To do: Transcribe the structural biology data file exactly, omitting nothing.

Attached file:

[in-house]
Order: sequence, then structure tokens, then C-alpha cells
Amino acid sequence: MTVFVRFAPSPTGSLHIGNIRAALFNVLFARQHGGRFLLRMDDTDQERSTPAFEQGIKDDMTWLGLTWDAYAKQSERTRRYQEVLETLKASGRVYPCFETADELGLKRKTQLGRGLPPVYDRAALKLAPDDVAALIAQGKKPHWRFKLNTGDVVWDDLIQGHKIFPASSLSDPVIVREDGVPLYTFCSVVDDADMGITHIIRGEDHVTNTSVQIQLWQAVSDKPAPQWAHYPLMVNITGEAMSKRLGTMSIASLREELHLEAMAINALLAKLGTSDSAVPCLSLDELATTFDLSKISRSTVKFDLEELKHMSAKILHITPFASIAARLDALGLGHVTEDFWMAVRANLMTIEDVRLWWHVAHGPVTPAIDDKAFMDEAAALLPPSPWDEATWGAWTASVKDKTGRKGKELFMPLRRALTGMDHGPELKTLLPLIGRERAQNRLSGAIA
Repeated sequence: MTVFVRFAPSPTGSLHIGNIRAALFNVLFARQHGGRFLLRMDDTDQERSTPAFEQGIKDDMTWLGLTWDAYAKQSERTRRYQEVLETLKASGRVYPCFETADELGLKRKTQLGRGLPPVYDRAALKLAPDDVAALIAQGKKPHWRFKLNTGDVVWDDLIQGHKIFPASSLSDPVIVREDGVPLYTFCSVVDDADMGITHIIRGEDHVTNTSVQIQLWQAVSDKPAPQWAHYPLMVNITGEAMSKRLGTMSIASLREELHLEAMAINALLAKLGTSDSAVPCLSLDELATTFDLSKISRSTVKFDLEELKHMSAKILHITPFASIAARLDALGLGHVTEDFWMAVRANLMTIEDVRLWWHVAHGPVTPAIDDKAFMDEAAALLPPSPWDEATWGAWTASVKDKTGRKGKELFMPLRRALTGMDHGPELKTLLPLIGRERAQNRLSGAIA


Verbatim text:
[in-house]
Order: sequence, then structure tokens, then C-alpha cells
Amino acid sequence: MTVFVRFAPSPTGSLHIGNIRAALFNVLFARQHGGRFLLRMDDTDQERSTPAFEQGIKDDMTWLGLTWDAYAKQSERTRRYQEVLETLKASGRVYPCFETADELGLKRKTQLGRGLPPVYDRAALKLAPDDVAALIAQGKKPHWRFKLNTGDVVWDDLIQGHKIFPASSLSDPVIVREDGVPLYTFCSVVDDADMGITHIIRGEDHVTNTSVQIQLWQAVSDKPAPQWAHYPLMVNITGEAMSKRLGTMSIASLREELHLEAMAINALLAKLGTSDSAVPCLSLDELATTFDLSKISRSTVKFDLEELKHMSAKILHITPFASIAARLDALGLGHVTEDFWMAVRANLMTIEDVRLWWHVAHGPVTPAIDDKAFMDEAAALLPPSPWDEATWGAWTASVKDKTGRKGKELFMPLRRALTGMDHGPELKTLLPLIGRERAQNRLSGAIA
Repeated sequence: MTVFVRFAPSPTGSLHIGNIRAALFNVLFARQHGGRFLLRMDDTDQERSTPAFEQGIKDDMTWLGLTWDAYAKQSERTRRYQEVLETLKASGRVYPCFETADELGLKRKTQLGRGLPPVYDRAALKLAPDDVAALIAQGKKPHWRFKLNTGDVVWDDLIQGHKIFPASSLSDPVIVREDGVPLYTFCSVVDDADMGITHIIRGEDHVTNTSVQIQLWQAVSDKPAPQWAHYPLMVNITGEAMSKRLGTMSIASLREELHLEAMAINALLAKLGTSDSAVPCLSLDELATTFDLSKISRSTVKFDLEELKHMSAKILHITPFASIAARLDALGLGHVTEDFWMAVRANLMTIEDVRLWWHVAHGPVTPAIDDKAFMDEAAALLPPSPWDEATWGAWTASVKDKTGRKGKELFMPLRRALTGMDHGPELKTLLPLIGRERAQNRLSGAIA